It took but ten minutes to hike the intervening distance between the two summits. Bald Mtn lies on the boundary between Orange and Riverside counties, a marker planted in 1949 to confirm this. The register, inside the standard red cans, did not date back very far. I noted Kathy Wing was among the last party to sign in five days earlier.

The county line, road, and main crest all make a dogleg turn to the northwest from Bald Mtn on their way to Bedford Peak, where they then return to their northward direction. Passing under a transmission line along the way, a USFS water truck came lumbering by in the same direction. I stuck out my thumb hoping to get lucky with a ride to Pleasants Peak from which I could then walk back to Bedford to gain the extra summit. I got a short wave, but no offer of a ride. I continued to follow the road past the junction with the Bedford Truck Rd (hey look - a benchmark here), more ups and downs, and then another water truck, this one empty, coming the other way. The driver stopped to ask where I was headed, commenting that there was a controlled burn ahead in progress that I was to avoid. I had seen the smoke trailing up along the ridge about halfway between Bedford and Pleasants for the last two days and guessed the purpose. I told the driver I was only going as far as Bedford and that seemed to satisfy him, but I would have to give up hope for Pleasants today no matter how good I felt.

Before reaching Bedford, I paused to saunter up to Peak 3,840ft. I hadn't confused this with Bedford like the previous unintended foray, this time doing so just because the topo map showed another benchmark there. Much of the fireroad leading up to it had been dug up by a backhoe, alternating small pits with piles of dirts before leaving it be. It made it somewhat awkward to walk along, but I suspect the primary reason was to prevent vehicles from driving on it and giving the vegetation a chance to regrow (it wasn't doing well at this latter task at the time of my visit). I found the concrete and steel post with the benchmark that had been dug up and left to one side, an ignoble resting spot for these little monuments. I'm not sure that it was even the one shown on the topo as it had been placed by the Orange County Surveyors office, not the USGS. Likely, the USGS one was under one of the many piles of dirt, garnering it an even more ignoble end.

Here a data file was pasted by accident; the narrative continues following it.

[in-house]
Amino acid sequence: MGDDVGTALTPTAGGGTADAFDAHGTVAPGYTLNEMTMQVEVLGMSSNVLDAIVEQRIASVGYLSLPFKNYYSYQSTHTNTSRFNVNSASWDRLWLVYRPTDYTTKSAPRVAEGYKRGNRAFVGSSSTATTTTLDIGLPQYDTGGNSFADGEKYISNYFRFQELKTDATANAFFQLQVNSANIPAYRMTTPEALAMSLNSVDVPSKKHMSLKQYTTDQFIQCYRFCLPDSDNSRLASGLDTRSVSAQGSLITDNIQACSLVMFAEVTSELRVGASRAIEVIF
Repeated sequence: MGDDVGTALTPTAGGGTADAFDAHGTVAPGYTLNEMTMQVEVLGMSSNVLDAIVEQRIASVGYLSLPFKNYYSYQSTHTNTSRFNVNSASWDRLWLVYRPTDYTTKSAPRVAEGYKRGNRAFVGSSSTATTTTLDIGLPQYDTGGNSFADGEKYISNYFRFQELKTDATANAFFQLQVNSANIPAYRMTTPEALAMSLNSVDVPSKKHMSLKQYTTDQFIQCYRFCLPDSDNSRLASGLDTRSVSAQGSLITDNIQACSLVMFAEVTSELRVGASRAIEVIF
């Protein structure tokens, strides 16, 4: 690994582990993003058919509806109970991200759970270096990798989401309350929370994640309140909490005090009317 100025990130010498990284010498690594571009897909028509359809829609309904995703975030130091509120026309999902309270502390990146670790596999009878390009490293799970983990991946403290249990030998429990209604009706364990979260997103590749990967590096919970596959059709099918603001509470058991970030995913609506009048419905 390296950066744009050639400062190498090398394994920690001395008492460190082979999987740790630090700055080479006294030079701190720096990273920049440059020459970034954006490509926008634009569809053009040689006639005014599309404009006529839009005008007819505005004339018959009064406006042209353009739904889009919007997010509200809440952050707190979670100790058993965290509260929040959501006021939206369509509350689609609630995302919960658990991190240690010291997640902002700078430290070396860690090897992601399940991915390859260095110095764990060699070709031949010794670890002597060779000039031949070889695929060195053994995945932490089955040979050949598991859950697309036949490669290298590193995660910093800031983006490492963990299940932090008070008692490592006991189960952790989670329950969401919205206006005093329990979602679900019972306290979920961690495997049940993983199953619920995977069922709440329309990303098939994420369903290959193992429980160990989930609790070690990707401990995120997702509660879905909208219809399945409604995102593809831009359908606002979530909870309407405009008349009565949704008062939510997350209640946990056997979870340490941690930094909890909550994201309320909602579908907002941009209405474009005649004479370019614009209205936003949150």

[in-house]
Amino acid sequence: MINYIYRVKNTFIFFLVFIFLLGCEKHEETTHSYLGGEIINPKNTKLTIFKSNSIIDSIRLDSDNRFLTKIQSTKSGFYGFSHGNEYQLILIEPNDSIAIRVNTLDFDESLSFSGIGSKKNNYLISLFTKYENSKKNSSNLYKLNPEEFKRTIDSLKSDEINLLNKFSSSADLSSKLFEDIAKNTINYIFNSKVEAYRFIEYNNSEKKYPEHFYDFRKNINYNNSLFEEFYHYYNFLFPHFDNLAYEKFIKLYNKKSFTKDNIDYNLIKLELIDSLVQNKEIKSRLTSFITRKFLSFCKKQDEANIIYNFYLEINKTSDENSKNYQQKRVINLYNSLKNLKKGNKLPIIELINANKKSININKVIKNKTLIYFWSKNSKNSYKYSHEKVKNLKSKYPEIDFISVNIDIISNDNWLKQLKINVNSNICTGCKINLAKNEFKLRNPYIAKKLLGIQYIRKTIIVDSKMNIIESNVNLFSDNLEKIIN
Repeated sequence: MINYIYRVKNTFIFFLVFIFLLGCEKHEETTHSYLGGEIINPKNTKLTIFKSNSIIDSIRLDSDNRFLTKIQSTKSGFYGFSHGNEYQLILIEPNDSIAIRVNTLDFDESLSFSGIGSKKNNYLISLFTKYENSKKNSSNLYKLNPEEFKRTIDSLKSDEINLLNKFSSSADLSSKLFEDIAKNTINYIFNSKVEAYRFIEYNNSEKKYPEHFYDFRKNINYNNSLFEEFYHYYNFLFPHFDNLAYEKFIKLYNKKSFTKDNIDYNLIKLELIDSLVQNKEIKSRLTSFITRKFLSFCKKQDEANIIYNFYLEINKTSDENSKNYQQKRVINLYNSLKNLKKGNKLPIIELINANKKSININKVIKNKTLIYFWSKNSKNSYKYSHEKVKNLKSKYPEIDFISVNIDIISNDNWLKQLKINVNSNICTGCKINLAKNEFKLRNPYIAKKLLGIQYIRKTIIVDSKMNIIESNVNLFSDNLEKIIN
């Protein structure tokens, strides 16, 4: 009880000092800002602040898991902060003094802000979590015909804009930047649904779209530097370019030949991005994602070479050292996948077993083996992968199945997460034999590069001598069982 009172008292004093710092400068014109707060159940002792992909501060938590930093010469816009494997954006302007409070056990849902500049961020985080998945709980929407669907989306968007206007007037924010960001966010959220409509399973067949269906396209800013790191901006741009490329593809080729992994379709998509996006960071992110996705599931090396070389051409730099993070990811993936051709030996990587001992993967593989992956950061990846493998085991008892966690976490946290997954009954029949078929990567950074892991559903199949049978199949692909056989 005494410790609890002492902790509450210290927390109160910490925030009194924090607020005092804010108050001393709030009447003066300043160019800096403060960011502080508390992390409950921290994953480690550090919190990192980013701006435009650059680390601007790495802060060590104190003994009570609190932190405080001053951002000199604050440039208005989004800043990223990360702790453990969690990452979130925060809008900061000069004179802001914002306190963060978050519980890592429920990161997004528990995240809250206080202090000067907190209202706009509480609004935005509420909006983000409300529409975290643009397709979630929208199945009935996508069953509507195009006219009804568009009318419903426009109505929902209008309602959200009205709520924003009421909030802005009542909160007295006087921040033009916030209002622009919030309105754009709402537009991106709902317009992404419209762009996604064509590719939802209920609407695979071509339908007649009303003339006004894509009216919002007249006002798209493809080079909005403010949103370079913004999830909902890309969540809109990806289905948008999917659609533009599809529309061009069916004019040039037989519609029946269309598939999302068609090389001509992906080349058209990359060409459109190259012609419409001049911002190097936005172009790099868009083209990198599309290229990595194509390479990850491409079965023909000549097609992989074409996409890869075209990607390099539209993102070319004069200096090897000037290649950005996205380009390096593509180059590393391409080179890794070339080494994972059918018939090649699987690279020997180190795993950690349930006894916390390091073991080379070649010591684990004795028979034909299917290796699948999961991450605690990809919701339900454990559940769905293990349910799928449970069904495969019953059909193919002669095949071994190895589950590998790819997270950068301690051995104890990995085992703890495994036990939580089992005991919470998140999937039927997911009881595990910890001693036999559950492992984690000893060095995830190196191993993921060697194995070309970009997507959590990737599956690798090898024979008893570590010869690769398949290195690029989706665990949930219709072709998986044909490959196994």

The summit of Bedford was another 20 easy minutes along the main road and a bit of old fire road to reach the summit. There are two rounded summits vying for the highpoint, which by all indications seems to be the southeastern one. I found no register or benchmark, but there were two halves of the concrete shell that held it in place at one time. Someone appears to have freed the heavy steel post from its encasement and pirated it as booty or perhaps just chucked it over the side of the hill. In any case I believe I was atop Bedford Peak. I continued northwest over a use trail to the other possible summit, then back down to Main Divide Rd and its junction with the Silverado Trail.

It was nice to get off the wide, dusty road and onto the narrower Silverado Trail, which first follows down the Southwest Ridge of Bedford Peak before dropping in some wide switchbacks back down to the trailhead in Silverado Canyon. I paused to take photos of the yuccas in various stages of blooming, from first appearance of the stalk, followed by its growth upwards some 6-9 feet above the plant before it begins to open and flower. There were a few patches of poppies along the way, but few other flowers to be seen. I passed by a bare-chested hiker in sneakers and shorts on his way up for his afternoon workout, contrasting sharply with my sun-avoiding attire that had me covered head to foot.

By 1:40p I was back on the pavement of the Maples Springs Rd, only a few minutes from the trailhead parking. An older gentleman on crutches along with his wife were on their way out at at the same time. As we walked back to our cars parked next to each other, he asked me a few questions as a lead-in to tell me about his many visits to the canyon. His first one had been in 1971 on a Kawasaki motorcyle before the pavement had been laid down. He had other short stories to tell as well, interesting to listen to as I sat at the back of my van unloading my gear and taking off my boots. As there were too many visitors in the immediate vicinity of the TH, I hiked back up the road to the first crossing to find a place for a quick rinse in the cold creek water. I can't say it was nearly as enjoyable as a hot shower, but in its own frigid way, it was refreshing.

Continued...


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This page last updated: Fri Mar 26 19:12:46 2010